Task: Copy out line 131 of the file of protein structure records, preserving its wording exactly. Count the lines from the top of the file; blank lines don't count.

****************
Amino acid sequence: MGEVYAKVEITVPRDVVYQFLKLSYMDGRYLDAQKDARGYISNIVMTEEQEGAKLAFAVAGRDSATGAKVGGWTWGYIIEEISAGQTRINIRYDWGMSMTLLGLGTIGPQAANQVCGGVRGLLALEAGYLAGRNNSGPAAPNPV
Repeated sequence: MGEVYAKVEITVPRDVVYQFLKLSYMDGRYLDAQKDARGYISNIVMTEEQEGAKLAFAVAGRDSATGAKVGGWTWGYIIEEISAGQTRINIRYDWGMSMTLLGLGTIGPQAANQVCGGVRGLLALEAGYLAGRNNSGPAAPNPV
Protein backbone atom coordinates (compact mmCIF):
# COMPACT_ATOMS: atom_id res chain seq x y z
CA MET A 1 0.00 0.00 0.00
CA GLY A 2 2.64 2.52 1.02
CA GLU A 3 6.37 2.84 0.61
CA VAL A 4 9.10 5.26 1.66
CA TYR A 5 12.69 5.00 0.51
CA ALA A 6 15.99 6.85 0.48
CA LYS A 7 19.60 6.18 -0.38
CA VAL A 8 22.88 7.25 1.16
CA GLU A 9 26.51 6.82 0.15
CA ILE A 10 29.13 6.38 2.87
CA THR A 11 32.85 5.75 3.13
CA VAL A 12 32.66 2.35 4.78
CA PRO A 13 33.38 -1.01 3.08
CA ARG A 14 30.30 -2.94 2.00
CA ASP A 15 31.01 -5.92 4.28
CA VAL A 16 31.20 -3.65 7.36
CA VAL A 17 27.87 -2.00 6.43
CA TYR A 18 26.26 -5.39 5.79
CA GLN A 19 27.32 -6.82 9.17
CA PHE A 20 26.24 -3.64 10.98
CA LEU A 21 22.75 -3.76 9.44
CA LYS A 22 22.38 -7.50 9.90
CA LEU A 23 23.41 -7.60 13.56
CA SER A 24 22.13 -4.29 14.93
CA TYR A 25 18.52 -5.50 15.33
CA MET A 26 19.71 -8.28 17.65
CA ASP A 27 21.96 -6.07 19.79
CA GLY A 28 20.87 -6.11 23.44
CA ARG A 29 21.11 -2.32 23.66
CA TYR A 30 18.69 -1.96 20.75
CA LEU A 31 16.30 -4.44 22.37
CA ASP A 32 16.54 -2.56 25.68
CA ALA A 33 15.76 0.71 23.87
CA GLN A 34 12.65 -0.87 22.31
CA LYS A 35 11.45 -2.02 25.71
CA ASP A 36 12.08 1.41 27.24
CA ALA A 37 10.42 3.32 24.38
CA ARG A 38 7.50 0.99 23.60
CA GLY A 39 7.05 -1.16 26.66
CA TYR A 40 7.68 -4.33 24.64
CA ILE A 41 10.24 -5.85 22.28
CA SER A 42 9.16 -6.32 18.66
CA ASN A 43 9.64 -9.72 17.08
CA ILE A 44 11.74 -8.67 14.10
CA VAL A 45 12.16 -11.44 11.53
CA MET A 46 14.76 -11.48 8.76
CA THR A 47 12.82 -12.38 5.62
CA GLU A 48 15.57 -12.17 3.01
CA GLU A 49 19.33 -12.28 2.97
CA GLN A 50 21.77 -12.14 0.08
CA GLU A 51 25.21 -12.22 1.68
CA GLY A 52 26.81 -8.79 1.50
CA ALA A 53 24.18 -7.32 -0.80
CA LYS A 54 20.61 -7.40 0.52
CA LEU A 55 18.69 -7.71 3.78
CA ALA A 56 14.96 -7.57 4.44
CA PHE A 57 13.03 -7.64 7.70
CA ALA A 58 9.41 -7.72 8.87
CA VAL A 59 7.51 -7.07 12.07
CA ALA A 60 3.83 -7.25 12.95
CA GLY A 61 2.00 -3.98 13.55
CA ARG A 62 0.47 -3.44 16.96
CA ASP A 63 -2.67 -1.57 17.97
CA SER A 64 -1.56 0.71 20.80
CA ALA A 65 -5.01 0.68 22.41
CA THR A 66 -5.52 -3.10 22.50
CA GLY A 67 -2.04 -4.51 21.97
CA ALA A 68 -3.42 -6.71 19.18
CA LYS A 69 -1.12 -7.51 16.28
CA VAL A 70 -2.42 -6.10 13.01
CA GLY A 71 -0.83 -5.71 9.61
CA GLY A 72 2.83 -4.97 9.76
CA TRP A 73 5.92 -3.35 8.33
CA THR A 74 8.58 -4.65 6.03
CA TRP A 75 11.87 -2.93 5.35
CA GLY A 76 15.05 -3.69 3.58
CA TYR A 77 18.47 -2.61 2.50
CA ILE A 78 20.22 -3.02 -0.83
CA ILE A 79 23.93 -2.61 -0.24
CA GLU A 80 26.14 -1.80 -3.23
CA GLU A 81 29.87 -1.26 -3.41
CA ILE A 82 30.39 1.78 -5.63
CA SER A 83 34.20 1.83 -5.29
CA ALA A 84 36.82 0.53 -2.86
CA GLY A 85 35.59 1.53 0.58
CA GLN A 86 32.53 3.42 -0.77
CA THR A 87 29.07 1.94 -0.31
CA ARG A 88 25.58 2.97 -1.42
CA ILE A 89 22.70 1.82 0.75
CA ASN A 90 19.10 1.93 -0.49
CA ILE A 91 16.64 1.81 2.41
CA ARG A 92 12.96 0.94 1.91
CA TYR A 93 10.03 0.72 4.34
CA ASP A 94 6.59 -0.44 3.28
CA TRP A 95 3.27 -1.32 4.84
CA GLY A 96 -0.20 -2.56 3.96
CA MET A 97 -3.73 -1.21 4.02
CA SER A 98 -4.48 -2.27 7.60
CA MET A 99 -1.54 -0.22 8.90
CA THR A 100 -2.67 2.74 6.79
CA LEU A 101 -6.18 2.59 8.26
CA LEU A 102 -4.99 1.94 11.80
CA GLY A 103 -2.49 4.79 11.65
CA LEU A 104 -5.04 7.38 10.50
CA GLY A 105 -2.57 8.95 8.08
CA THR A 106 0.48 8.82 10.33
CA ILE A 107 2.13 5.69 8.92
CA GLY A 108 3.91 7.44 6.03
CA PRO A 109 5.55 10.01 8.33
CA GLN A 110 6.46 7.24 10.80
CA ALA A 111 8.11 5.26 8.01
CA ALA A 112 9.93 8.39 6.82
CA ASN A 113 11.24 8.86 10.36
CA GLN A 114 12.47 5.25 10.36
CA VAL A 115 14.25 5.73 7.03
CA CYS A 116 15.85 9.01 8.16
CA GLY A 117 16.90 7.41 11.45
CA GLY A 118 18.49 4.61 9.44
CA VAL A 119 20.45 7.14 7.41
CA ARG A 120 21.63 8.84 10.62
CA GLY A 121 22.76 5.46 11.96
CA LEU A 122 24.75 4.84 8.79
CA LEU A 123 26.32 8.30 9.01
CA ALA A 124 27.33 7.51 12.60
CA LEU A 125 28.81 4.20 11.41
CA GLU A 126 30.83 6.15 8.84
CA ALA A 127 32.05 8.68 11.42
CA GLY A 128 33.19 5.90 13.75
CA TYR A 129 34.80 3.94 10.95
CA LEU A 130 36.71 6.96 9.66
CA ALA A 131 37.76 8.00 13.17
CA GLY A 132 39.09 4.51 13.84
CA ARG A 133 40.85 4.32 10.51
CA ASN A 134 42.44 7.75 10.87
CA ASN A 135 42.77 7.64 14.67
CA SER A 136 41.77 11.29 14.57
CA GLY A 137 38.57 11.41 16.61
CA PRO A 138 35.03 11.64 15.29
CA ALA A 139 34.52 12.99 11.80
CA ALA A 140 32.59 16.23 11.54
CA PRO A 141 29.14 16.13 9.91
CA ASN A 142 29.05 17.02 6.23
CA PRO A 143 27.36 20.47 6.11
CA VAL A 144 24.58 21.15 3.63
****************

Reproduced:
CA ALA A 127 32.05 8.68 11.42